Definition: Infographics are a visual marketing asset that use a combination of text and images to rapidly convey information about a given topic. In marketing, infographics are generally used to highlight a problem or issue relevant to the viewer, then explain how to solve the problem.
Infographics have the potential to be widely shared, making them an effective tool for a retailer to gain notoriety as an authority in the field. A unique and engaging well-made infographic is an opportunity for a business to demonstrate its expertise - and do it in a way that connects well with the people viewing it. Though infographics can incur a decent expense, a successful one generates a number of benefits:
**Inbound links,**which help a website's overall SEO performance
Press citations, increasing brand awareness
Social proof which can be utilized on a company's website to demonstrate authority
Despite their simplicity, infographics are difficult to master. The best infographics follow these three elements.
A Logical Progression of Ideas: High-quality infographics are created like stories - they have a beginning that introduces the issue, a middle full of evidence proving the issue really exists, and a conclusion that explains how to solve the issue. It's a natural, sensible progression of ideas - and it's what viewers expect to see. Infographics should always have one overall idea that holds true throughout (here's a great example of restaurant statistic infographic).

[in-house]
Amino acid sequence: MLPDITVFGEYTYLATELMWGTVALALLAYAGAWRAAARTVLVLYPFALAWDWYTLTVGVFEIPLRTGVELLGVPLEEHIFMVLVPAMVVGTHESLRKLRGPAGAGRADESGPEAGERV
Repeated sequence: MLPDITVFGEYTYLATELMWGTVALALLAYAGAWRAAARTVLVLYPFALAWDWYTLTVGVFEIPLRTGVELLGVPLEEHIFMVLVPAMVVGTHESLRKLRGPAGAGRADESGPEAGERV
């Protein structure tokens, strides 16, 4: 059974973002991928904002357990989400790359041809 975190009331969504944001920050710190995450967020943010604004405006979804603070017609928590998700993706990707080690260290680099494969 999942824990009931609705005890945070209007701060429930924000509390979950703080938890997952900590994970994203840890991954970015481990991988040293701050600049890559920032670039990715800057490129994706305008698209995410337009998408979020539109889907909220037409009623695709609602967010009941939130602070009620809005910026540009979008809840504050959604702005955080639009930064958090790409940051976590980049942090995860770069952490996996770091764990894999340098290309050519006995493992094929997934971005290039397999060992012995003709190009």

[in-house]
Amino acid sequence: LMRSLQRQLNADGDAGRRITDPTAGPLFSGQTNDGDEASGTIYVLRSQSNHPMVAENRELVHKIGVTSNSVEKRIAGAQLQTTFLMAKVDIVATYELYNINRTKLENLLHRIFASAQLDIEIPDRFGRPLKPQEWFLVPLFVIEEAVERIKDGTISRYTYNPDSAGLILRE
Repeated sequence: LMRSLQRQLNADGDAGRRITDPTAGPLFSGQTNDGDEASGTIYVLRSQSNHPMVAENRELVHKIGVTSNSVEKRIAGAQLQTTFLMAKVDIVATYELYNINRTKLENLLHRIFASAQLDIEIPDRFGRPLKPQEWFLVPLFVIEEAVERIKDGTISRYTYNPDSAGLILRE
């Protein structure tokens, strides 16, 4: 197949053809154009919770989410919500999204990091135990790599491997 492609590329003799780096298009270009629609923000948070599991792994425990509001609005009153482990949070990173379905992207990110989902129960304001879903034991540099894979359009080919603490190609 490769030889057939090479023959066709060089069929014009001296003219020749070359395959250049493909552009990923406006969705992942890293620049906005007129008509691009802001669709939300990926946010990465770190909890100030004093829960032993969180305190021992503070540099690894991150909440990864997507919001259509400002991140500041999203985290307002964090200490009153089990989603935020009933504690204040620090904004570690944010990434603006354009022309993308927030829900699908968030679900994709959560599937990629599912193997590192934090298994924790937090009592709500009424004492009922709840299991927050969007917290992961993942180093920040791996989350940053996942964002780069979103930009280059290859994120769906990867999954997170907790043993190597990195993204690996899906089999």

Quality Design: Each infographic should be uniquely designed to suit the topic of the discussion. "Template" and "fill-in-the-blank" infographics are measurably inferior because their design can create dissonance in the viewer - if what they're seeing doesn't match the flow of ideas, they'll just leave.
An Emphasis on Content: Infographics are not sales pitches - quite the opposite. In fact, for the most part, they shouldn't even focus on the idea that something is being sold. If potential customers recognize that a problem exists, and they feel it's affecting them, they'll naturally start to look for solutions on their own - and that's when the rest of the company's SEO efforts matter.
Most infographics tend to either explosively spread through a community — or fizzle out and remain unnoticed. Accordingly, when a business invests the time and resources to produce one, it should be done strategically. This means:
Focusing on a topical angle that hasn't been covered by a popular infographic
Pushing the content as much as possible when it's released (put it in email newsletters, social media posts, etc.)
Encouraging citing links back to the company's site
Only investing as much as the company can safely lose if, despite everything, the infographic fails to gain traction